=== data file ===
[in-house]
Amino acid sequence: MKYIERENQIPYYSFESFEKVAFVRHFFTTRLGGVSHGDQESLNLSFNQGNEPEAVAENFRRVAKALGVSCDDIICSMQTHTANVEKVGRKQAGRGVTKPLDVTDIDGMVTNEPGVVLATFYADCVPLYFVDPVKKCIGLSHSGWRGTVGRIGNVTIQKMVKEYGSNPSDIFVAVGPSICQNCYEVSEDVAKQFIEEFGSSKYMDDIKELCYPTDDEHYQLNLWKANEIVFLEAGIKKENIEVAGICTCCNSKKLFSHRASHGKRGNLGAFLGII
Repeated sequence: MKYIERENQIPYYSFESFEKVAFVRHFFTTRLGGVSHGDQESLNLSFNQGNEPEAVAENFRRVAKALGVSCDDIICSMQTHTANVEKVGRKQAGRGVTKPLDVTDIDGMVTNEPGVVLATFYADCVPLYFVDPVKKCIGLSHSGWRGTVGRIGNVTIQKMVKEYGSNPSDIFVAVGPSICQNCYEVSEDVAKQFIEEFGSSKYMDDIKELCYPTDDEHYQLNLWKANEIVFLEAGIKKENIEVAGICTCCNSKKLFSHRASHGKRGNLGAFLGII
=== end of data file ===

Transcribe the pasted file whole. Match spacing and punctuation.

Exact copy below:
[in-house]
Amino acid sequence: MKYIERENQIPYYSFESFEKVAFVRHFFTTRLGGVSHGDQESLNLSFNQGNEPEAVAENFRRVAKALGVSCDDIICSMQTHTANVEKVGRKQAGRGVTKPLDVTDIDGMVTNEPGVVLATFYADCVPLYFVDPVKKCIGLSHSGWRGTVGRIGNVTIQKMVKEYGSNPSDIFVAVGPSICQNCYEVSEDVAKQFIEEFGSSKYMDDIKELCYPTDDEHYQLNLWKANEIVFLEAGIKKENIEVAGICTCCNSKKLFSHRASHGKRGNLGAFLGII
Repeated sequence: MKYIERENQIPYYSFESFEKVAFVRHFFTTRLGGVSHGDQESLNLSFNQGNEPEAVAENFRRVAKALGVSCDDIICSMQTHTANVEKVGRKQAGRGVTKPLDVTDIDGMVTNEPGVVLATFYADCVPLYFVDPVKKCIGLSHSGWRGTVGRIGNVTIQKMVKEYGSNPSDIFVAVGPSICQNCYEVSEDVAKQFIEEFGSSKYMDDIKELCYPTDDEHYQLNLWKANEIVFLEAGIKKENIEVAGICTCCNSKKLFSHRASHGKRGNLGAFLGII